BabaBoom do a late night offering, a feast menu which looks good value and brunch of a weekend. Refreshingly, they do not add service charge to the bill, so we tip knowing it goes straight to staff. At half price (including drinks) it came to £14 a head which is pretty good, but can’t help feel it is a tad expensive at full whack in comparison to other similar informal restaurants with short street food themed menus. Regardless,  both times I left happy and satisfied, by the food, atmosphere and prospect of future visits when in the area- it’s a real welcome change to the chains and to I can’t wait to satiate a craving for the one kebab I am yet to try!

Check out the menu here


Chick n Sours, Dalston

So last month I heard of a new opening on Kingsland Road;  a fried chicken and sour cocktails joint, a niche combo that commands attention on the strip otherwise saturated with Vietnamese eateries. Lucky enough to bag a spot on the soft launch, I booked in early doors to enjoy 50% off food.

We were greeted by the friendly staff and owner Carl who threw in a free welcome cocktail, obviously knowing the key to my heart. We chose the House Sour, which came generously sloshed in a tankard and topped with freeze dried strawberries, the type you get in Special K that go tangy with the addition of milk, and unsurprisingly are much better on cocktails.


The menu had an Asian influence with lots of sweet and spicy and tangy combos, highly preferable to the standard chicken/lettuce/mayo/bun which is now all too reminiscent of KFC. We ordered some strips to start with a blue cheese sauce which was robust in flavour and generously portioned, always highly appreciated as a sauce obsessive. Note the little pot of chilli oil on each table. Nice touch- it was cordially drained.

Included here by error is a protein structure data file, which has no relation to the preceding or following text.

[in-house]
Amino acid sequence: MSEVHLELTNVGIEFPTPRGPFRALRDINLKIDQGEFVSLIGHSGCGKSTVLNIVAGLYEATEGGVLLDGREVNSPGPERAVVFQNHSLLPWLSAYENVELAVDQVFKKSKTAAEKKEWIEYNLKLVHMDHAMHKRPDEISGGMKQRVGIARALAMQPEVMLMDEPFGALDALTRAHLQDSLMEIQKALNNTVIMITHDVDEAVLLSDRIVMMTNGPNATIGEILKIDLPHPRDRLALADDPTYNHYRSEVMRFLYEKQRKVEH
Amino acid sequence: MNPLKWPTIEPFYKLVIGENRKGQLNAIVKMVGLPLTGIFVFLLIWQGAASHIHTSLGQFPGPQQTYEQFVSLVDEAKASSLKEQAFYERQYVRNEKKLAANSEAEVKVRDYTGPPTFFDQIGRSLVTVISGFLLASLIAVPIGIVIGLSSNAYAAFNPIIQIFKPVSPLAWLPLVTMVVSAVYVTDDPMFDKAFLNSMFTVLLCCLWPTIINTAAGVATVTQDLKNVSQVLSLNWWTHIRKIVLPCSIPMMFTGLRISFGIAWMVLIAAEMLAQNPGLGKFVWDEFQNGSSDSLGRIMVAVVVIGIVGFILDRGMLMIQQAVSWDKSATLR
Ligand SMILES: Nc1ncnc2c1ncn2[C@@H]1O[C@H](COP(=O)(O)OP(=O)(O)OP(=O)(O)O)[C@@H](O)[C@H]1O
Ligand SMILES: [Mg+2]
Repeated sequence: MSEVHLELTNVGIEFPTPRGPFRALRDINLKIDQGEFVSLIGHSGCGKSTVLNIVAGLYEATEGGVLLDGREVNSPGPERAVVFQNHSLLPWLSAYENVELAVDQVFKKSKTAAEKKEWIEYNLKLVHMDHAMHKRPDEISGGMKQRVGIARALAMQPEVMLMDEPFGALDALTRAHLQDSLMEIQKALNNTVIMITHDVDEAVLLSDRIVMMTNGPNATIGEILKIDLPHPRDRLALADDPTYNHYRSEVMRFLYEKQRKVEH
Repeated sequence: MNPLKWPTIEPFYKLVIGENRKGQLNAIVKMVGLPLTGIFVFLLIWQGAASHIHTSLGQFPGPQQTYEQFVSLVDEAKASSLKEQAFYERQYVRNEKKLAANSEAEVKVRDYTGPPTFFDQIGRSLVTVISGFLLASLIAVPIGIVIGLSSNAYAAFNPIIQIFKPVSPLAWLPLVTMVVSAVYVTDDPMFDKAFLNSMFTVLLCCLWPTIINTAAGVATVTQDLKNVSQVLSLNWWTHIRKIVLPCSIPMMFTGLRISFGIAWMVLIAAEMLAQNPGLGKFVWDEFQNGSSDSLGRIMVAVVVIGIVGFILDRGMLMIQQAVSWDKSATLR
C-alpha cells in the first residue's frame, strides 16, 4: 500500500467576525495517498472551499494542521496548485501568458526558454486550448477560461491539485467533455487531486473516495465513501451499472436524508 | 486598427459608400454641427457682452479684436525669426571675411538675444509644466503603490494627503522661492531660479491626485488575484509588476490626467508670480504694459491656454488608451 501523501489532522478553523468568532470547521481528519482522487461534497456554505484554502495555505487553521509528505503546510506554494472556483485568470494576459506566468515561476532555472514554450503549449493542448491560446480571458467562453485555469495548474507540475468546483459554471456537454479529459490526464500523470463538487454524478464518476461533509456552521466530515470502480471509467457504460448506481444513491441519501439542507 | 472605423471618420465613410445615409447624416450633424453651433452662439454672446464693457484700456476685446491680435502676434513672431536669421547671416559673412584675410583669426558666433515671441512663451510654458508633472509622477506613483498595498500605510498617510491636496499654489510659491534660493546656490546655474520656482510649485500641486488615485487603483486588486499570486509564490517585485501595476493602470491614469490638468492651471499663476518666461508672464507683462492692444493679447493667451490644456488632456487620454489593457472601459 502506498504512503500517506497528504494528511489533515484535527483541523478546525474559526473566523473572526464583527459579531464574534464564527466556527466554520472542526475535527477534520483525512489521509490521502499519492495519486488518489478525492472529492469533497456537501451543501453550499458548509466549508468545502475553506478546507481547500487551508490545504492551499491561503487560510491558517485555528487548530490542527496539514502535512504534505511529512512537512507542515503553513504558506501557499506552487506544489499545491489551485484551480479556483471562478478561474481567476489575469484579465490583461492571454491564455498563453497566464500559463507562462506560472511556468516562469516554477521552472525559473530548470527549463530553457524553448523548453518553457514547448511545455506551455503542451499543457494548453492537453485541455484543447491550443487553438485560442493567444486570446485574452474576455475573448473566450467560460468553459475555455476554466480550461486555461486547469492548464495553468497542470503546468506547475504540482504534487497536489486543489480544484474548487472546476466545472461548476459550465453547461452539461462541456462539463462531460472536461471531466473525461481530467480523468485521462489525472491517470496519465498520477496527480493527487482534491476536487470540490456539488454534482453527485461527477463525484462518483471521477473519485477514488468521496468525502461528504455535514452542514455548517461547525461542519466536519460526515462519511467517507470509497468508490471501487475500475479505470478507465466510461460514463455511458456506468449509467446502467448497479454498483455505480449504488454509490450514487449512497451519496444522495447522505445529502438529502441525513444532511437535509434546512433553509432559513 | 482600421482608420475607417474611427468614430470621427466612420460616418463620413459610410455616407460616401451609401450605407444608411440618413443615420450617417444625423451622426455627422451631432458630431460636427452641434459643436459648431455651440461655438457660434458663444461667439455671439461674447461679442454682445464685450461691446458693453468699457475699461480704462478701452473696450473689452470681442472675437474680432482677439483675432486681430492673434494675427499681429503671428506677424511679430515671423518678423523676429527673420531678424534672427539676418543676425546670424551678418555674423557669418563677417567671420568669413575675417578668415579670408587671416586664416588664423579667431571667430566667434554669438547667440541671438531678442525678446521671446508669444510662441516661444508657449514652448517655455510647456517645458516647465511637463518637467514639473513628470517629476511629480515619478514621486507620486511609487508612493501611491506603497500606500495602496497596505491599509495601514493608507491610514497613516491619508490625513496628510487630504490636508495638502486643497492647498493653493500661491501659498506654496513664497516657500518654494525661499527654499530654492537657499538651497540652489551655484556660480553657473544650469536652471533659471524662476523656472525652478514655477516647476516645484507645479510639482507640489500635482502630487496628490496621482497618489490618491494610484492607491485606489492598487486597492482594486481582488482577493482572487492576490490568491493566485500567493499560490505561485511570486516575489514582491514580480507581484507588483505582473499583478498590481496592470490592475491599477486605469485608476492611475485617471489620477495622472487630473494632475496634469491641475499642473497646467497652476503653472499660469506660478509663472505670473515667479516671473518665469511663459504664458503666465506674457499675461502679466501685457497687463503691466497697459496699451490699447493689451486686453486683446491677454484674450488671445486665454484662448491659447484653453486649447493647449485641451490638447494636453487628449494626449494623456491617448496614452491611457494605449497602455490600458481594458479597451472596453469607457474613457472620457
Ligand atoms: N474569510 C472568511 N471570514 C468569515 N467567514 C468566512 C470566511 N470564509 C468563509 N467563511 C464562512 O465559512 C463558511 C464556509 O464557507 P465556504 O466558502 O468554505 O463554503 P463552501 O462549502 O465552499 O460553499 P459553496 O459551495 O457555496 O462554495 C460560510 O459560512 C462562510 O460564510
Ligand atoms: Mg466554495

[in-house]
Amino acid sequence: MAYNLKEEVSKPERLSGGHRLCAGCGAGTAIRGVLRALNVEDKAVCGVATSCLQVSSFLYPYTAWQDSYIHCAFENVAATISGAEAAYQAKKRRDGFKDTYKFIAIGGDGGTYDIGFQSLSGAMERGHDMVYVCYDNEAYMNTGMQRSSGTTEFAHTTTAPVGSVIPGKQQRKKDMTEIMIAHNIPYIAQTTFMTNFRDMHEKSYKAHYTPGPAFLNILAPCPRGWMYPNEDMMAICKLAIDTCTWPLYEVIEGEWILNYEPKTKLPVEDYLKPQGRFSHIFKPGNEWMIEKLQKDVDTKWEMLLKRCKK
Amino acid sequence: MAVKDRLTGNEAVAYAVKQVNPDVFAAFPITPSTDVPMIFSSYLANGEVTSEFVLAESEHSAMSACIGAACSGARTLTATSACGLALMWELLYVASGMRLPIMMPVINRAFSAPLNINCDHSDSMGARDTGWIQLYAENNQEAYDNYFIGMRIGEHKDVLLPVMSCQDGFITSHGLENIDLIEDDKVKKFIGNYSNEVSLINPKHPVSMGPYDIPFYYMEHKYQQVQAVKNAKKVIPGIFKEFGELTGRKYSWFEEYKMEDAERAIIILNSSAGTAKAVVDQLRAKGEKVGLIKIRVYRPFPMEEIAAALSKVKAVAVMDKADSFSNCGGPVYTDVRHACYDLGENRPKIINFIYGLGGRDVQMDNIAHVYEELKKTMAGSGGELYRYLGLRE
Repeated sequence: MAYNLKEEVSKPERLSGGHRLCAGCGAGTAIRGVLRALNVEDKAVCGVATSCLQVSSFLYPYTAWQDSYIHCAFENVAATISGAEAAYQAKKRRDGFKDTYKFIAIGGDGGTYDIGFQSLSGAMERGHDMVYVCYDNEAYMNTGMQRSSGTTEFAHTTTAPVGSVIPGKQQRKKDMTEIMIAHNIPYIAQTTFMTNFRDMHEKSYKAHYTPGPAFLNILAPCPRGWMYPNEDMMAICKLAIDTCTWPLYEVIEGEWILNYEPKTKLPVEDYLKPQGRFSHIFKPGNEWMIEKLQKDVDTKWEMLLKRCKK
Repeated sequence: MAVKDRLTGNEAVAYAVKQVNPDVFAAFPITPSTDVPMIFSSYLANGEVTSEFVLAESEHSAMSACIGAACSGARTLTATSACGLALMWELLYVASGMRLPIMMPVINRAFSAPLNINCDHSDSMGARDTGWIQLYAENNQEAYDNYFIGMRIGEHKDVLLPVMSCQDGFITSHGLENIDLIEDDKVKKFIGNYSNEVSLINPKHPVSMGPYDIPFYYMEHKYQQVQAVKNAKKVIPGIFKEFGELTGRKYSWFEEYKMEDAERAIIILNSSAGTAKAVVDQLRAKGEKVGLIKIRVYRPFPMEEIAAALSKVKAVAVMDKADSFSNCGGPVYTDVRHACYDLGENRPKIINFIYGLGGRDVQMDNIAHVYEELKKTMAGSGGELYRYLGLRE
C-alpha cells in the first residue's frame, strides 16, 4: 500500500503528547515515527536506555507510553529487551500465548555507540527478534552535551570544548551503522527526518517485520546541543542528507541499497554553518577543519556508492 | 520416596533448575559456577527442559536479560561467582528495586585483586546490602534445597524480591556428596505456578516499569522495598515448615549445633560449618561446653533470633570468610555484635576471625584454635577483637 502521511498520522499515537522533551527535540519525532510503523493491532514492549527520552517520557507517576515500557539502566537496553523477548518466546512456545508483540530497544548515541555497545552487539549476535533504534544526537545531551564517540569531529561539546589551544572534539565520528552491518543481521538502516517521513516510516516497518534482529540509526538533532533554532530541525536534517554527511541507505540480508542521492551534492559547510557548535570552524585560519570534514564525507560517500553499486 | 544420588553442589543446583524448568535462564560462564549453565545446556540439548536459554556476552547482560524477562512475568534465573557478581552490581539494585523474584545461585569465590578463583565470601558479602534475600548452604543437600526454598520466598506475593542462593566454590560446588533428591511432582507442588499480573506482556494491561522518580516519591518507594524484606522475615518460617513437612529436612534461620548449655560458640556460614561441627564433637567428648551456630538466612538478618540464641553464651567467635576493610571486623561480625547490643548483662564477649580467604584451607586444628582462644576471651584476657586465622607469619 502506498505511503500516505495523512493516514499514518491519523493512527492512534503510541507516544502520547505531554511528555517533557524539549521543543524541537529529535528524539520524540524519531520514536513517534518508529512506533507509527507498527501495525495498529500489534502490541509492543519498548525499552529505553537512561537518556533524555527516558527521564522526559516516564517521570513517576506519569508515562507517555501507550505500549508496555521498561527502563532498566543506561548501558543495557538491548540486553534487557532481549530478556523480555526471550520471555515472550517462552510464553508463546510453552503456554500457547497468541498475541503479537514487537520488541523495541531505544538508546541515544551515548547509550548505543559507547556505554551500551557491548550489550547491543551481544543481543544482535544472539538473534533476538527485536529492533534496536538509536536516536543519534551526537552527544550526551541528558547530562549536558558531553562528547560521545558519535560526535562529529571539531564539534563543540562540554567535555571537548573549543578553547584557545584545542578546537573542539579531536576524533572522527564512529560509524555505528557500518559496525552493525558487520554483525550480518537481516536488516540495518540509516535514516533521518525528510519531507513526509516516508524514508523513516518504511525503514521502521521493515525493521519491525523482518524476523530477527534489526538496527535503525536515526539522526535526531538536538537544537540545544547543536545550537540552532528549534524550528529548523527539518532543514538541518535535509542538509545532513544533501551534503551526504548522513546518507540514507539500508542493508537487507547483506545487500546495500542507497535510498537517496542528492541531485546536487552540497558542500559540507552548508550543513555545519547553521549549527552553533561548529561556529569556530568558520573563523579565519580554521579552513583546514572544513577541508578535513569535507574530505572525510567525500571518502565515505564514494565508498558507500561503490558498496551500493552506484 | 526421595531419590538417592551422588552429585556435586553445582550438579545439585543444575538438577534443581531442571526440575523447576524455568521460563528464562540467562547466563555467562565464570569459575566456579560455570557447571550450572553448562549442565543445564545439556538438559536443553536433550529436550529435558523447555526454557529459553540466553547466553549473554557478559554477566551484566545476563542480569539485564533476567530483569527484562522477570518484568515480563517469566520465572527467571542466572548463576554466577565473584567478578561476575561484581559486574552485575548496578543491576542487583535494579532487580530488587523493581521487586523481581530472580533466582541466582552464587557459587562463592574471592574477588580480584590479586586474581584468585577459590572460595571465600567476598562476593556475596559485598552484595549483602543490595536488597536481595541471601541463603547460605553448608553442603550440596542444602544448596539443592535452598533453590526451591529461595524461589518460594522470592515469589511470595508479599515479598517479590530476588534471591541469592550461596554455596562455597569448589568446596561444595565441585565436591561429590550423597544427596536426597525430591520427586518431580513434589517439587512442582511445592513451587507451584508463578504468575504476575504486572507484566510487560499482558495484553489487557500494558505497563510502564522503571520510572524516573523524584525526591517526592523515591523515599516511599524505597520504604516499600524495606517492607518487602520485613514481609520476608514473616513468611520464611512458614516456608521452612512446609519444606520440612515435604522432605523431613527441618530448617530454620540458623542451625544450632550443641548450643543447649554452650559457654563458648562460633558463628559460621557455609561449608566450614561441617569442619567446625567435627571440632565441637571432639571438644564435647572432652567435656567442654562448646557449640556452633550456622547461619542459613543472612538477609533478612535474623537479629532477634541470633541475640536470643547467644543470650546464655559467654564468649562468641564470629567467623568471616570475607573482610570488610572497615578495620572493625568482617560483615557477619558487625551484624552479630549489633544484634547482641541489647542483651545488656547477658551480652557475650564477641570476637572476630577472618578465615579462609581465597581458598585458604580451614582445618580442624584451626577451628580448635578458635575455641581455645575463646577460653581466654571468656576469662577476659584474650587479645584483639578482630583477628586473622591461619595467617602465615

As our main dish we ordered the ‘House Fry’- 2 large pieces of fried chicken smothered in a sweet and sour sauce topped with toasted cashews, coriander and fresh chilli. It was SO GOOD, the Korean flavours airing more to the sweet than the salty, but still with a kick akin to rib n saucy Nik Naks. We chose a side of pickled watermelon salad- I am a fan of wacky sides so it was right up my street and it worked really well. Topped with chopped nuts and coriander it was a refreshing contrast to the indulgent chicken coating and had a lovely mix of textures that every salad should embrace.  We also had the fries which were very similar to those at McDonalds ( a good thing) and chose the XO Mayo (peanut- satay twist- again a nice element of asian fusion) to dip.


Other menu options included the Korean bun which was going down a storm and no wonder as it was huge, one you would find difficult getting your chops around even if you cut it in half; I had food envy. Overall the menu was small and concise, concentrating on what they do well like most places in London now, reflecting that quality and imaginative combos are the way forward.

To finish we sampled their Mr Whippy style ice cream topped with shredded Weetabix. This was a nice malty crunchy topping for the soft serve, but it could have done with a bit of sauce. The raspberry one traditionally drizzled on 99ers would be perfect and surely slot in nicely with the sweet and sour theme.

Chick n Sours is the ideal Friday night destination for a few after work cocktails to warm you up for the night ahead. If I didn’t live in Brixton, I’d make it my local for the friendly vibes and good balance of an intimate and buzzing atmosphere.